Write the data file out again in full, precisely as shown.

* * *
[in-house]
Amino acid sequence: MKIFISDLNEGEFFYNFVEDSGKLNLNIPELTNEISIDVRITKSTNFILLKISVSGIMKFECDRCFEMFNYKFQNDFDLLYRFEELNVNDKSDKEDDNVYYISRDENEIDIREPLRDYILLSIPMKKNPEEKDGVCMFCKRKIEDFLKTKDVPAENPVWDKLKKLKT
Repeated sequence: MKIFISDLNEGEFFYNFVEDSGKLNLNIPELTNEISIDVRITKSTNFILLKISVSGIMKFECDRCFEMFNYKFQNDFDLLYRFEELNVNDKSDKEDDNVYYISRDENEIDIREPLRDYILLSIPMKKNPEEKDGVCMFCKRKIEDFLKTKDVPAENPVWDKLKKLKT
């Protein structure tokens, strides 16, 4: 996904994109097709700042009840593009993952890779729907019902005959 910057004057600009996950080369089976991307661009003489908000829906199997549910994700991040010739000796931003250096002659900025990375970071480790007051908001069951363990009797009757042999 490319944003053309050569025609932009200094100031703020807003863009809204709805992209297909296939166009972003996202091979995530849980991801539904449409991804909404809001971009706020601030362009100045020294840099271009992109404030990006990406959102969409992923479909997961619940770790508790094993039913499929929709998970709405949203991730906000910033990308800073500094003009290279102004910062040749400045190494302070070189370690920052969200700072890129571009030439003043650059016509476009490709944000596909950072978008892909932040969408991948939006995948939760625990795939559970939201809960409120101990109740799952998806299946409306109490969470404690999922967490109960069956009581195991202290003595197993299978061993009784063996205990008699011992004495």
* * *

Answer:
[in-house]
Amino acid sequence: MKIFISDLNEGEFFYNFVEDSGKLNLNIPELTNEISIDVRITKSTNFILLKISVSGIMKFECDRCFEMFNYKFQNDFDLLYRFEELNVNDKSDKEDDNVYYISRDENEIDIREPLRDYILLSIPMKKNPEEKDGVCMFCKRKIEDFLKTKDVPAENPVWDKLKKLKT
Repeated sequence: MKIFISDLNEGEFFYNFVEDSGKLNLNIPELTNEISIDVRITKSTNFILLKISVSGIMKFECDRCFEMFNYKFQNDFDLLYRFEELNVNDKSDKEDDNVYYISRDENEIDIREPLRDYILLSIPMKKNPEEKDGVCMFCKRKIEDFLKTKDVPAENPVWDKLKKLKT
């Protein structure tokens, strides 16, 4: 996904994109097709700042009840593009993952890779729907019902005959 910057004057600009996950080369089976991307661009003489908000829906199997549910994700991040010739000796931003250096002659900025990375970071480790007051908001069951363990009797009757042999 490319944003053309050569025609932009200094100031703020807003863009809204709805992209297909296939166009972003996202091979995530849980991801539904449409991804909404809001971009706020601030362009100045020294840099271009992109404030990006990406959102969409992923479909997961619940770790508790094993039913499929929709998970709405949203991730906000910033990308800073500094003009290279102004910062040749400045190494302070070189370690920052969200700072890129571009030439003043650059016509476009490709944000596909950072978008892909932040969408991948939006995948939760625990795939559970939201809960409120101990109740799952998806299946409306109490969470404690999922967490109960069956009581195991202290003595197993299978061993009784063996205990008699011992004495």